Persistent inflation could lead to BoC rate cuts, says CIBC

Signs of future market lethargy are becoming increasingly apparent

Persistent inflation could lead to BoC rate cuts, says CIBC

Sticky inflation could prove to be a motivating force for the Bank of Canada to cut interest rates, according to Canadian Imperial Bank of Commerce (CIBC).

This is despite factors like high oil prices looking increasingly unlikely to persist.

“Oil prices have already reversed course, as fears of a wider Middle East conflict haven’t offset slowing global demand growth,” CIBC said.

However, while wage hikes remain elevated, “the unemployment rate is on a clear uptrend, and job vacancies are also moving decisively towards looser conditions.”

This is shaping up to be a recipe for future market lethargy.

“We know of no persuasive argument that would suggest that labour market slack will fail to show up in less robust pay hikes in the coming year,” CIBC said.

CIBC cited the central bank governor’s recent statements of a rate-easing cycle being likely to take place before inflation reaches the BoC’s 2% target, should there be clear evidence of progress in “core” inflation metrics.

“The Bank of Canada’s core measures are likely to make better progress in the months ahead, particularly if food price hikes abate,” the bank said.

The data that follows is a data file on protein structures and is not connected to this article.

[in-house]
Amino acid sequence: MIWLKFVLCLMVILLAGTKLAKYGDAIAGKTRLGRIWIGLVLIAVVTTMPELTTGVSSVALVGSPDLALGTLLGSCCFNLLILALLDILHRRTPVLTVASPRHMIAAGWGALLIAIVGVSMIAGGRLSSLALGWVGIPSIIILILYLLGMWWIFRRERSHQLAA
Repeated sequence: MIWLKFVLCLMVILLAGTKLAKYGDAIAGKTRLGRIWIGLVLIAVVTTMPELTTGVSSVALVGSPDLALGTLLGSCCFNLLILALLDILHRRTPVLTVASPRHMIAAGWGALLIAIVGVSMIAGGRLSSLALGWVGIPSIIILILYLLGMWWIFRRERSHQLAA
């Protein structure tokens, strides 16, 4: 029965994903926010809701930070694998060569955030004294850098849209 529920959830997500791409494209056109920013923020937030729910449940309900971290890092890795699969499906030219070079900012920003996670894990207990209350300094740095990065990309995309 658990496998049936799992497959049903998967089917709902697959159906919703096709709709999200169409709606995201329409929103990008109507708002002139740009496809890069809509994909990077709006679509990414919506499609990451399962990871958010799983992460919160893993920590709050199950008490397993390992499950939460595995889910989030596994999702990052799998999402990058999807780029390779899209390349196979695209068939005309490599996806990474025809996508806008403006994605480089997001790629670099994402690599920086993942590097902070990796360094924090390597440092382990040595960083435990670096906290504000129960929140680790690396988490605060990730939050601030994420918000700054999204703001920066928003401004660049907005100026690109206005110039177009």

“If, as we expect, Q1 core inflation falls, but the overall CPI ends up near 3% due to the outsized contribution from mortgage interest costs, we’ll be set up for rate cuts before mid-year,” CIBC added. “Sticky inflation in this case will be a reason to ease up on rate.”

No specific timeframe for rate cuts, says BoC’s Macklem

The median projection of a recent survey by the Bank of Canada is anticipating interest rates to fall to 4% by the fourth quarter of 2024, with cuts likely to begin by April that year.

However, BoC Governor Tiff Macklem said that while the hikes have had a less-than-optimal impact on Canadian households’ finances, he can’t promise exactly when rate cuts will take place.

“I understand exactly how people are feeling, but I also don’t want to give them false precision,” Macklem said in a recent interview with CBC. “When we start to see clear evidence that we’re on a path back to 2% [inflation] … that’s when we can start to have the discussion about lowering interest rates.

“The economy’s not overheated anymore… we do think there’s more inflation relief in the pipeline. And if that comes through, we won’t have to raise rates further.”